Finally, what about the lawyer who calls you on the telephone after an accident? Recently, a man called and told me that his wife was in intensive care five days after an accident in which a tractor trailer ran a traffic light and struck her vehicle broadside. Before he called me, he had five lawyers calling him, pressuring him to hire them. One told him that the intersection was filmed by a traffic camera and that he only had five days to request a copy or the tape would be erased. After several conversations with the Deparment of Highways, I learned that there was only a traffic counter at the intersection, no camera! Such tactics drove this man to call me for straight answers because he needed straightforward answers. After several days I was retained and represented these good people through various insurance issues and ultimately settlement of the case, without high pressure, deceptive tactics.
The Rules of Professional Conduct for West Virginia lawyers are clear. Rule 7.3 provides:
“(a) A lawyer shall not by in-person or telephone contact solicit professional employment from a prospective client with whom the lawyer has no family or prior professional relationship when a motive for the lawyer’s doing so is the lawyer’s pecuniary gain.”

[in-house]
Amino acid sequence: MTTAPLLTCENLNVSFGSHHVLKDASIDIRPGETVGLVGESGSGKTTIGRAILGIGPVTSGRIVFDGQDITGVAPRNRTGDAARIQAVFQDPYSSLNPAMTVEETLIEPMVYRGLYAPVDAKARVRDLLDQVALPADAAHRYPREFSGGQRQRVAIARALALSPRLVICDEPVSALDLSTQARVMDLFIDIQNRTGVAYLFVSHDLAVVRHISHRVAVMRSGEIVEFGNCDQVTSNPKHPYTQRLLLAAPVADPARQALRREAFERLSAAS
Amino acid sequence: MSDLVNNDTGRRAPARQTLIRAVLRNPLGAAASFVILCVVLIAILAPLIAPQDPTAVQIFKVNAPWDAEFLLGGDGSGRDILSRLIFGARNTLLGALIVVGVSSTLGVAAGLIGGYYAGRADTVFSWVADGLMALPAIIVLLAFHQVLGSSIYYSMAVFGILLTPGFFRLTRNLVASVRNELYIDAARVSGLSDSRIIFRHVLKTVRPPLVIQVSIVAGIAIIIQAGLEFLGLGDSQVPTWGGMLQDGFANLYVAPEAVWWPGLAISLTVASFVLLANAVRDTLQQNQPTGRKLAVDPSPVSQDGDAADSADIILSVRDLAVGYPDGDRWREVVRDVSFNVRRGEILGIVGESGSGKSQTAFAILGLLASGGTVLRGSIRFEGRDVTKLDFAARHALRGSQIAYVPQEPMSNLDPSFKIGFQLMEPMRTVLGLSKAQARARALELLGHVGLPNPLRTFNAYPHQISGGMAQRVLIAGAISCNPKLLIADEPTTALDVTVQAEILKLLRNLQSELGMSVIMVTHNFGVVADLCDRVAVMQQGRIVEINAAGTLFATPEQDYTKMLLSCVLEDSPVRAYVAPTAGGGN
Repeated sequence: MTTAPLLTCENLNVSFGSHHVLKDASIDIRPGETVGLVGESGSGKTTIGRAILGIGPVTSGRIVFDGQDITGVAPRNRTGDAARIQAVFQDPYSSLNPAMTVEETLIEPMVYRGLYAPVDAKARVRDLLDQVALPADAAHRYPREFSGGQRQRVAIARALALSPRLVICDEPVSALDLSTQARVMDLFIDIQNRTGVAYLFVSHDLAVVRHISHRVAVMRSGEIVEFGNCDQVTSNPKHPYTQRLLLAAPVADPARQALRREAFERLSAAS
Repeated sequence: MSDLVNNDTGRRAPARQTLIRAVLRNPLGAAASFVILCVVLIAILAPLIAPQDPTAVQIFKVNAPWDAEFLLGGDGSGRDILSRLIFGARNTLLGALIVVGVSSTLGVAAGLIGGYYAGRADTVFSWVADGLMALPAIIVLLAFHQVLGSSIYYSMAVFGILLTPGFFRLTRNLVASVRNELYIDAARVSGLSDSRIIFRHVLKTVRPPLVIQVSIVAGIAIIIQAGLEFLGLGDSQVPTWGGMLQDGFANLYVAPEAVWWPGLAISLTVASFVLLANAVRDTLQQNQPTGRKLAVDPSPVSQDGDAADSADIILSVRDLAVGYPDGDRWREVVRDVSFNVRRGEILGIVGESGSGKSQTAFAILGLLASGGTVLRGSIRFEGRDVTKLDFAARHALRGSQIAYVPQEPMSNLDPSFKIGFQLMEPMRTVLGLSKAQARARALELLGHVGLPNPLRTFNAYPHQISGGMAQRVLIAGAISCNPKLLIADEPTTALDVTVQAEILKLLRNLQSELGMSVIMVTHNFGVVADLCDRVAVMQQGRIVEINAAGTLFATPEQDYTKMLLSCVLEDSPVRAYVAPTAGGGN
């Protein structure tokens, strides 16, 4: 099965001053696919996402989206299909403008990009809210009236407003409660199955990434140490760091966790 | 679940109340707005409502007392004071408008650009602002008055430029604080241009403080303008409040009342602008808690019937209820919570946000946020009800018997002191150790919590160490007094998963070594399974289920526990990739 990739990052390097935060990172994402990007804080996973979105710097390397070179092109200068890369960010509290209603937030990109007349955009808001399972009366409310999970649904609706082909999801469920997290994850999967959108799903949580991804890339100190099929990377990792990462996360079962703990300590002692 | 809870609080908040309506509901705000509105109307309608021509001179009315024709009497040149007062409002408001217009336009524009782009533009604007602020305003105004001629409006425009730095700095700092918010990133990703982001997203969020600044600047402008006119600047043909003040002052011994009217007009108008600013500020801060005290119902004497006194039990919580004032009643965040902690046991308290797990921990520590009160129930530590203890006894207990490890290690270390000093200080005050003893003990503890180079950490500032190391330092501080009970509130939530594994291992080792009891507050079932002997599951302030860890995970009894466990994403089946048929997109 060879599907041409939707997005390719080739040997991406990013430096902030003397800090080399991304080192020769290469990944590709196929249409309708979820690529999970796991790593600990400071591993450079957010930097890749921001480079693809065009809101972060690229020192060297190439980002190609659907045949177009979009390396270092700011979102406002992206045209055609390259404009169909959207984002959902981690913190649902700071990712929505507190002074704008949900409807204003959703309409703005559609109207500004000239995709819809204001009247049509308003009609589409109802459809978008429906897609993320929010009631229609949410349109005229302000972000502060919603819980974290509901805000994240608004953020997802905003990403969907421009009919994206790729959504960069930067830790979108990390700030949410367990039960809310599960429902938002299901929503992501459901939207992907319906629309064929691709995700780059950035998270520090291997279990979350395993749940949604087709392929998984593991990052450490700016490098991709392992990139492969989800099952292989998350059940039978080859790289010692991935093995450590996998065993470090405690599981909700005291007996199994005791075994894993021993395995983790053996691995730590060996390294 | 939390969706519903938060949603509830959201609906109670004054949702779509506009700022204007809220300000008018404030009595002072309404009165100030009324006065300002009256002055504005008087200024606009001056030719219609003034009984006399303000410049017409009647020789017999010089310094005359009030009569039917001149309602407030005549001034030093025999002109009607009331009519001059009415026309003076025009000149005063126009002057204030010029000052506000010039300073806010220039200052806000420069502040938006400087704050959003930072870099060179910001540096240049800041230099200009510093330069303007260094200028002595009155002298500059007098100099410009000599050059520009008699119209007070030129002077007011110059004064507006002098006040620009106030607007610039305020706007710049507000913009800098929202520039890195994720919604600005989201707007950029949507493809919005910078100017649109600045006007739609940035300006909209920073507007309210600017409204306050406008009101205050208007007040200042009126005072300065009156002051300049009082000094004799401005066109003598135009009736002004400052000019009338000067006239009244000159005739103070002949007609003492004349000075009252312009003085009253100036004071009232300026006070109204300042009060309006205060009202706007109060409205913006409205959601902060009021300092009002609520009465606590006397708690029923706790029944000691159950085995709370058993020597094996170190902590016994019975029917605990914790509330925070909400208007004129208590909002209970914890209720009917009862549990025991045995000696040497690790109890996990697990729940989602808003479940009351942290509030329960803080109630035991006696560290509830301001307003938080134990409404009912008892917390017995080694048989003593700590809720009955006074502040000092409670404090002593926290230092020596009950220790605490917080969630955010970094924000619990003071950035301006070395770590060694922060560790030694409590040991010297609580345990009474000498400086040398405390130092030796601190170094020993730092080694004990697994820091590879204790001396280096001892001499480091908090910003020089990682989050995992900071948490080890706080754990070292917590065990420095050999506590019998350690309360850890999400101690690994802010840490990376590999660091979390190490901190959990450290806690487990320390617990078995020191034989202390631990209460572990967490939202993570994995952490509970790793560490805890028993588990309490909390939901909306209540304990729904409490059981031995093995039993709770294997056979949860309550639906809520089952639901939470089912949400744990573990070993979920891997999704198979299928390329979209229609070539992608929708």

Further, any written correspondence is required to have the words “Advertising Material” both on the outside of the envelope and in the written material inside.
A lawyer who is not family or already your lawyer who calls you after an accident with even partial motive to obtain employment in your case is violating the ethical standards required by the profession and should be reported to the State Bar for disciplinary action. see www.wvbar.org Please do not be offended if I do not call you after an accident in your family. While I may wish to reach out to you, and would be glad to represent you, I believe you should be allowed to make your decision concerning choosing counsel without any pressure whatsoever.
I sincerely hope that this information is of help to you in choosing or selecting a lawyer. Please do not hesitate to contact me for further information.
PURCHASING REAL ESTATE
Purchasing real estate can be intimidating if you are not familiar with the process.
Here in West Virginia we pride ourselves on keeping our word and the validity of the handshake, but established real estate law through the Statute of Frauds, which has come down to us through the centuries from England, requires that a writing signed by the seller is necessary for any agreement respecting real estate to be enforceable. To establish the terms of a real estate transaction the parties should enter into and sign a written contract. If there is a realtor involved, the realtor will present a contract form for the parties to sign. Consider it carefully. Is the real estate agent working for you or the other party? If there is not a real estate agent involved, have an attorney prepare a contract for you to establish the terms and bind the parties.
A real estate contract should set forth at least the following terms:
- Down payment: